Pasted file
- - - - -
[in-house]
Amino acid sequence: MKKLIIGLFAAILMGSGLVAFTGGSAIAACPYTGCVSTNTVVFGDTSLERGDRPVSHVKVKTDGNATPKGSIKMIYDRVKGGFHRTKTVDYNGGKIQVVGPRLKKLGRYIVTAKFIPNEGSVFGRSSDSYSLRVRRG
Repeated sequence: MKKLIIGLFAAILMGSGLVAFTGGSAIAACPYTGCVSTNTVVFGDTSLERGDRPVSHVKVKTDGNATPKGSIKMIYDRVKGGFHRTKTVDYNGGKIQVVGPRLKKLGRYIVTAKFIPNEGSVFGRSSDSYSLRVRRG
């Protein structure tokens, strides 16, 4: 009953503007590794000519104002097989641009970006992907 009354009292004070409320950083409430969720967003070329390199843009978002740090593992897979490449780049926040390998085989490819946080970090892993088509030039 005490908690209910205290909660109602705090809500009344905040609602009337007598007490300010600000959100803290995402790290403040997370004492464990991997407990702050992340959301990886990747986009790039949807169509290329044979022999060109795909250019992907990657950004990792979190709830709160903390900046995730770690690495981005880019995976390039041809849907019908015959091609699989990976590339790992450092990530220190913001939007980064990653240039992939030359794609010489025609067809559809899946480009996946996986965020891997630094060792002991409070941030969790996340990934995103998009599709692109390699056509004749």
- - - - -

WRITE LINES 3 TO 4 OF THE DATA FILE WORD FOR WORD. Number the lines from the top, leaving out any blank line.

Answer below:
Repeated sequence: MKKLIIGLFAAILMGSGLVAFTGGSAIAACPYTGCVSTNTVVFGDTSLERGDRPVSHVKVKTDGNATPKGSIKMIYDRVKGGFHRTKTVDYNGGKIQVVGPRLKKLGRYIVTAKFIPNEGSVFGRSSDSYSLRVRRG
């Protein structure tokens, strides 16, 4: 009953503007590794000519104002097989641009970006992907 009354009292004070409320950083409430969720967003070329390199843009978002740090593992897979490449780049926040390998085989490819946080970090892993088509030039 005490908690209910205290909660109602705090809500009344905040609602009337007598007490300010600000959100803290995402790290403040997370004492464990991997407990702050992340959301990886990747986009790039949807169509290329044979022999060109795909250019992907990657950004990792979190709830709160903390900046995730770690690495981005880019995976390039041809849907019908015959091609699989990976590339790992450092990530220190913001939007980064990653240039992939030359794609010489025609067809559809899946480009996946996986965020891997630094060792002991409070941030969790996340990934995103998009599709692109390699056509004749």